But I’ve also seen these dead dreams come back to life in new and different ways. Sometimes it’s in the big things, but more often than not it’s in the everyday stuff: Dancing to “Ice Cream and Cake” while holding a friend’s toddler at a local minor league game. Shoving french fries, hot dogs, and Gatorade through dugout gaps between innings during three back-to-back 9U games. Writing dumb clues that don’t exactly rhyme for scavenger hunts. Laughing along with Jonah at funny texts from his best friend. And digging in the mud.

I know blisters will keep coming. The boys will go back to arguing. The pollen hangover will follow the planting. Not every day can be a scavenger hunt.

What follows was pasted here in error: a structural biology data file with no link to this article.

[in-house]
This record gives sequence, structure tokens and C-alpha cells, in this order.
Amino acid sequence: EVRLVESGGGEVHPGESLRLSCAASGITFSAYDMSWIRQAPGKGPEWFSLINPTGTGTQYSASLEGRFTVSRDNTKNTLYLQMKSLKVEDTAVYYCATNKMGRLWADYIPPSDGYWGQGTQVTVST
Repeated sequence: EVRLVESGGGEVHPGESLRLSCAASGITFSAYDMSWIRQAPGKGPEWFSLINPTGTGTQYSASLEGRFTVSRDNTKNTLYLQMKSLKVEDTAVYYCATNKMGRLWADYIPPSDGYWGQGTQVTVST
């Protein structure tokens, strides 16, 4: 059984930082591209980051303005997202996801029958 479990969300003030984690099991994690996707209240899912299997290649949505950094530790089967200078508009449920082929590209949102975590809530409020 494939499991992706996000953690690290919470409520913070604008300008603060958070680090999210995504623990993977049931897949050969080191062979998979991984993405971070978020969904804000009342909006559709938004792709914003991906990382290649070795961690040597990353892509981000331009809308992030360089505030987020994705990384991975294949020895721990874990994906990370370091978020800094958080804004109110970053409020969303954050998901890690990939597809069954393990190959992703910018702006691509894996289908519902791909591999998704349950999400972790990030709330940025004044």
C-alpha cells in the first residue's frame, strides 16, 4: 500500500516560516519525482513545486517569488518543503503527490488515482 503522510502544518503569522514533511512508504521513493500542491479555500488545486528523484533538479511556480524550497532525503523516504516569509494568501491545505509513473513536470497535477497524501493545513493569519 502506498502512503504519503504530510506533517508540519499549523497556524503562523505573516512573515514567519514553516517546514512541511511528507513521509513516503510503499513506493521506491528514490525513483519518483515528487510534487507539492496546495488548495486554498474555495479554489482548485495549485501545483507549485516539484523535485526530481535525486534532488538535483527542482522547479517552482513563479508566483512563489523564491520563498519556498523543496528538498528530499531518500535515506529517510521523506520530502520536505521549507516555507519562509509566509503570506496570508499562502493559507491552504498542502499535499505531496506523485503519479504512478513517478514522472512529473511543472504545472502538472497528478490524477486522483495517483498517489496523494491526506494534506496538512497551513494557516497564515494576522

But the joy still will always come. And I’m here for it.

Epidermolysis Bullosa News | Jonah, in a red and blue shirt with blue protective sleeves, smiles as he holds an adorable puppy named Muggsy

Jonah smiles big while holding his puppy, Muggsy. (Photo by Patrice Williams)


Note: Epidermolysis Bullosa News is strictly a news and information website about the disease. It does not provide medical advice, diagnosis, or treatment. This content is not intended to be a substitute for professional medical advice, diagnosis, or treatment. Always seek the advice of your physician or other qualified health provider with any questions you may have regarding a medical condition. Never disregard professional medical advice or delay in seeking it because of something you have read on this website. The opinions expressed in this column are not those of Epidermolysis Bullosa News or its parent company, BioNews, and are intended to spark discussion about issues pertaining to epidermolysis bullosa.